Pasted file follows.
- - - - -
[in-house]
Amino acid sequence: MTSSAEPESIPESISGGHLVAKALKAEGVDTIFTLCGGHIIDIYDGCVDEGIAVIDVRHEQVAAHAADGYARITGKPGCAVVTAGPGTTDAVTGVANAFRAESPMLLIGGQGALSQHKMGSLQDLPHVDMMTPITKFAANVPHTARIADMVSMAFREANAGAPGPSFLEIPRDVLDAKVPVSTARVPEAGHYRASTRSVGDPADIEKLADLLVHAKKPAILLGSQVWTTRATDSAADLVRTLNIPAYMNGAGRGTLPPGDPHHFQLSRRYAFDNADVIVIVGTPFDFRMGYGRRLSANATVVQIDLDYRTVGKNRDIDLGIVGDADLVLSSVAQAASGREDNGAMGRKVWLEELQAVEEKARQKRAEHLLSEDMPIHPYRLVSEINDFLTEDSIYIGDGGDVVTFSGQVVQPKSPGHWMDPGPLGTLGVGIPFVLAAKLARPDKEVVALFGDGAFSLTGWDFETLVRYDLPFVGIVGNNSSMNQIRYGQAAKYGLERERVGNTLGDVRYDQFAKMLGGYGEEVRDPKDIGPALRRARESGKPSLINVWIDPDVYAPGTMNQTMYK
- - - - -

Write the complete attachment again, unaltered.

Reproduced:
[in-house]
Amino acid sequence: MTSSAEPESIPESISGGHLVAKALKAEGVDTIFTLCGGHIIDIYDGCVDEGIAVIDVRHEQVAAHAADGYARITGKPGCAVVTAGPGTTDAVTGVANAFRAESPMLLIGGQGALSQHKMGSLQDLPHVDMMTPITKFAANVPHTARIADMVSMAFREANAGAPGPSFLEIPRDVLDAKVPVSTARVPEAGHYRASTRSVGDPADIEKLADLLVHAKKPAILLGSQVWTTRATDSAADLVRTLNIPAYMNGAGRGTLPPGDPHHFQLSRRYAFDNADVIVIVGTPFDFRMGYGRRLSANATVVQIDLDYRTVGKNRDIDLGIVGDADLVLSSVAQAASGREDNGAMGRKVWLEELQAVEEKARQKRAEHLLSEDMPIHPYRLVSEINDFLTEDSIYIGDGGDVVTFSGQVVQPKSPGHWMDPGPLGTLGVGIPFVLAAKLARPDKEVVALFGDGAFSLTGWDFETLVRYDLPFVGIVGNNSSMNQIRYGQAAKYGLERERVGNTLGDVRYDQFAKMLGGYGEEVRDPKDIGPALRRARESGKPSLINVWIDPDVYAPGTMNQTMYK